It is very important that you make clear agreements with the self-employed person to whom you rent out your barber chair. Think of the clothing style, working hours, and the way in which communication with customers takes place. As soon as this does not match, you run the risk that your personal profile will be affected. You can make workwear mandatory with staff, make clear agreements about working hours, and agree on a communication style. It makes a big difference if you find someone who matches your salon in terms of personality. That way you increase the chance that you are already aligned in many areas. Being self-employed is a big reason why someone decides to become a self-employed person. That is why it is a great challenge to impose something on the self-employed.
2. freelancers work on their own terms
Compared to staff, it is a lot more difficult to keep control over the self-employed person to whom you rent out a barber chair. The following situations might arise.
- The self-employed person decides to stop earlier than agreed;
- The self-employed person did not show up while there was an appointment;
- The self-employed person is so dominant that he takes over the look of your salon;
There are plenty of other points to consider. The most important thing is that you realize that a self-employed person runs his own business. That’s why it’s important that you find someone who reinforces your concept. Someone’s personality plays a major role in this, but also, for example, the services that someone offers.
Tip: look for someone who offers completely different services than you. This can be a strong addition to your offer and you can more easily attract a joint customer without getting in each other’s way.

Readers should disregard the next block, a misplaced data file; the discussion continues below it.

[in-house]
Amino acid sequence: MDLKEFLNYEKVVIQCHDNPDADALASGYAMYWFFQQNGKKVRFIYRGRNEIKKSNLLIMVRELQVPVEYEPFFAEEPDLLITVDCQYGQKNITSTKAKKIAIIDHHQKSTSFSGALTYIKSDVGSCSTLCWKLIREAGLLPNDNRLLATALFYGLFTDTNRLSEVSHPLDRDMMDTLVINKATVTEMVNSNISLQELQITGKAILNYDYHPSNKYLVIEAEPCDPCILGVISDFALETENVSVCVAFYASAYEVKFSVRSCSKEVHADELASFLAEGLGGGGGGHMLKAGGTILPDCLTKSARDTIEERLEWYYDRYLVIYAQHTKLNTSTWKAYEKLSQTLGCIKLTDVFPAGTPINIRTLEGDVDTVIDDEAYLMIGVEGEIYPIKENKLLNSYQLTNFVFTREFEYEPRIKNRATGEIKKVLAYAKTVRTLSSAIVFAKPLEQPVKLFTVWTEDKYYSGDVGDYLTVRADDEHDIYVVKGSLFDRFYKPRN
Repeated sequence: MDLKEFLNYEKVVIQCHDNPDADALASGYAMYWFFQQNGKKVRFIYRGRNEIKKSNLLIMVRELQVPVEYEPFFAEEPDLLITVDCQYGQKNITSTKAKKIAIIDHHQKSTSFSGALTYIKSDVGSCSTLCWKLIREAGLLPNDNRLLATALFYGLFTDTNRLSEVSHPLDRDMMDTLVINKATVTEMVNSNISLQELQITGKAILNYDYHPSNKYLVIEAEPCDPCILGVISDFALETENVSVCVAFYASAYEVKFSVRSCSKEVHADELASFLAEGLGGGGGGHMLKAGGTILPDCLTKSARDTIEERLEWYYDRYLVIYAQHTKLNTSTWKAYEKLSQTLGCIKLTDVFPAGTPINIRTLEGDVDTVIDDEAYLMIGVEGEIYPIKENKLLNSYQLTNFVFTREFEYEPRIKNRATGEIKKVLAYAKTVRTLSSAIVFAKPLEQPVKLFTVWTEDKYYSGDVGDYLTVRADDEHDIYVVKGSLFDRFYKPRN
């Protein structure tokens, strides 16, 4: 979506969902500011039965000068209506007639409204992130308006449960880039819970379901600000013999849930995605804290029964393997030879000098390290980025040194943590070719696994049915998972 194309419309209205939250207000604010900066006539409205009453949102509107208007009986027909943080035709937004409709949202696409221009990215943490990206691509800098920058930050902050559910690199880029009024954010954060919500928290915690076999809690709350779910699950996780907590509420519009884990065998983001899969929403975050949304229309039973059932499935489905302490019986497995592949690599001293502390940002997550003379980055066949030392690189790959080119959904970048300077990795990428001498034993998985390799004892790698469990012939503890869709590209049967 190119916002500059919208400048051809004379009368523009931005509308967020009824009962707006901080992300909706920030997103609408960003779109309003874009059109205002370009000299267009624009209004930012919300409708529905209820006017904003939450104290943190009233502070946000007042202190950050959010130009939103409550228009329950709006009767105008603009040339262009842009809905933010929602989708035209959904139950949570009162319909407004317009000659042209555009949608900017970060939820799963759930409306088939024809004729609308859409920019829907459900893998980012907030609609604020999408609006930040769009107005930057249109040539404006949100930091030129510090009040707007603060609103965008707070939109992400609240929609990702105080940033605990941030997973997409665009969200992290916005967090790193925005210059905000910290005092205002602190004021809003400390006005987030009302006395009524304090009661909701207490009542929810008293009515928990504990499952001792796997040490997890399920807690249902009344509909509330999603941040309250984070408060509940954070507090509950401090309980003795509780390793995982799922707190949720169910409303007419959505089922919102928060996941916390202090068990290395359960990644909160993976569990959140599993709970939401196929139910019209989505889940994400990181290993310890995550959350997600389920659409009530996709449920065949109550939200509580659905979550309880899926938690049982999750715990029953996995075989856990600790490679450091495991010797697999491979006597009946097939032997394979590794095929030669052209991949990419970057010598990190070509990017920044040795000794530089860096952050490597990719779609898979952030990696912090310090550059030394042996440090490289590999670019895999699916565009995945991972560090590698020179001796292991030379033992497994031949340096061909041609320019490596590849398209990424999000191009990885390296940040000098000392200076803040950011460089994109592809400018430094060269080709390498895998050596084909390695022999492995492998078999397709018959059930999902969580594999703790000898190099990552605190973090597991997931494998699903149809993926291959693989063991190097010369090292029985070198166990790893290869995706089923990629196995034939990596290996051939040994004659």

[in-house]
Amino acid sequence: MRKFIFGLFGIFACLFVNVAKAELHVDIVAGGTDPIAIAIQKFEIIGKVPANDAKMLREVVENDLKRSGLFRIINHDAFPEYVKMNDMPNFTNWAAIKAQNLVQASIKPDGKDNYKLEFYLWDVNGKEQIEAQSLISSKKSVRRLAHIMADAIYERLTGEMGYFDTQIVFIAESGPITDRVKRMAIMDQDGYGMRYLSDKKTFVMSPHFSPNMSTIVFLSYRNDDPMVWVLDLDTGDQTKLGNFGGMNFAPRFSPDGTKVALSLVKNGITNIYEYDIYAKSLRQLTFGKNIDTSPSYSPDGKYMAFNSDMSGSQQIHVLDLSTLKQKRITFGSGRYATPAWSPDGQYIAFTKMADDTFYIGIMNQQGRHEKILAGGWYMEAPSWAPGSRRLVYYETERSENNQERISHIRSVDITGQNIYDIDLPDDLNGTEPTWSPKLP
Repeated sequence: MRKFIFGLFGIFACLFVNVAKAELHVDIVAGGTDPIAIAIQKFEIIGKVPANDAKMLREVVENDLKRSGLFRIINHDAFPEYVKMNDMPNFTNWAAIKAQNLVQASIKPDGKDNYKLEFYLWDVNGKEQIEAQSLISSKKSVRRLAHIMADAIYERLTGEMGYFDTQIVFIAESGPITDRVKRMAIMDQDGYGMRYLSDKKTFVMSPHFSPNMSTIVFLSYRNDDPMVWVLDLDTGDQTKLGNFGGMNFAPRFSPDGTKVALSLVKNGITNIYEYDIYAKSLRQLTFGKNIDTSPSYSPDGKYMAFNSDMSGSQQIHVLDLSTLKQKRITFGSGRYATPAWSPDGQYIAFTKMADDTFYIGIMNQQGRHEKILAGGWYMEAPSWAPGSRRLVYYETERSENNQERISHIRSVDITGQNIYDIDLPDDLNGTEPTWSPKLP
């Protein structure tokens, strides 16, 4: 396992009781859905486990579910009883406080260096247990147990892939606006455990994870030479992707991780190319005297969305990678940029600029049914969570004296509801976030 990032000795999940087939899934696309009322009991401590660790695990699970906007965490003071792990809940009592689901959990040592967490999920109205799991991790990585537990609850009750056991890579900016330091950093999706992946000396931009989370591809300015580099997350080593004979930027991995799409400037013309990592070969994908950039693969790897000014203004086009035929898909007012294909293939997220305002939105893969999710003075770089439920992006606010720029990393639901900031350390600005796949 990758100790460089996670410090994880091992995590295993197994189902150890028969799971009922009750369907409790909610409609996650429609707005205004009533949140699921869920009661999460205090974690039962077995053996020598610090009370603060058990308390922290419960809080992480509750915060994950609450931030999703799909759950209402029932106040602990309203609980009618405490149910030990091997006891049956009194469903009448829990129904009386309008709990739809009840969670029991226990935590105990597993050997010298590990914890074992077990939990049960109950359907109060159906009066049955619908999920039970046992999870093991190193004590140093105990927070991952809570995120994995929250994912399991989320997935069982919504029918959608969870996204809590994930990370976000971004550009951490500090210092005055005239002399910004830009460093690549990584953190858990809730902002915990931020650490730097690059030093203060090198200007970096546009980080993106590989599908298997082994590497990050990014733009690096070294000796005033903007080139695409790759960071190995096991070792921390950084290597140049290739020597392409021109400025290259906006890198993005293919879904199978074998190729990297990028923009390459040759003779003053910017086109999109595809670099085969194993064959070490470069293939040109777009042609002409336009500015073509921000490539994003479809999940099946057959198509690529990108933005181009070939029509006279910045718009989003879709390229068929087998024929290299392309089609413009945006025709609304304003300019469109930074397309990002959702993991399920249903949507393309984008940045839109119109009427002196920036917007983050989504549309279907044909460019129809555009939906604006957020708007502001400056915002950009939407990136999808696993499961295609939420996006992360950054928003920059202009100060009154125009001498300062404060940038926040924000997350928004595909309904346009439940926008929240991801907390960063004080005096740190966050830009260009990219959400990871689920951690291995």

3. Influence on you and your team
The moment there is a bad apple, this can have a negative influence on the atmosphere in your salon. A negative atmosphere in turn affects the productivity of your staff and can be felt by your customers. So here too it comes down to selectivity. Make sure you are selective when renting out your barber chair. For example, have someone test run for a month before offering them a rental contract for a longer period.
How Much to Rent a Barber Chair
How do you determine the price of the ‘chair’ to be rented? This question cannot be answered unambiguously. It depends on the annual operating costs associated with the property. If the property is rented by the chair lessor, the rental fee can be calculated per m2, to be increased by the costs of using the utilities.
The calculation of the compensation for the cooperation agreement is becoming more difficult. Other aspects come into play here. This includes the share in the other operating costs (advertising, laundry costs, depreciation of assets, etc.), but also the compensation for turnover to be transferred or lost profit from this turnover. The basic principle is that chair rental must be a win-win situation for both the landlord and the tenant.
There are all kinds of examples of seat rental prices: a fixed amount per day/part of the day, a percentage of the turnover or combinations thereof. Assume that both entrepreneurs receive/pay a fair price so that the cooperation does not stumble on financial grounds.
Without wishing to be exhaustive, when preparing for a seat rental, the following must still be taken into account:
To take out insurance as a lessor of commercial space or as a salon owner;
Insurance to be taken out by the chair tenant to cover his company’s liability;
the Disputes Committee Foundation (SGC),
registration in registers (Chamber of Commerce / Kennisplein)
Buma / Sena ; BIG register
As a chair rental company, remember that your insurance policies currently relate to the situation as a hairdresser entrepreneur. Check with your insurer whether and, if so, how the insurance policies should be adjusted when you become a landlord.
Chair rental offers opportunities, provided both parties have properly arranged and recorded their cooperation. If you want to make sure that there are no loose ends, then independent and expert advice and guidance is crucial.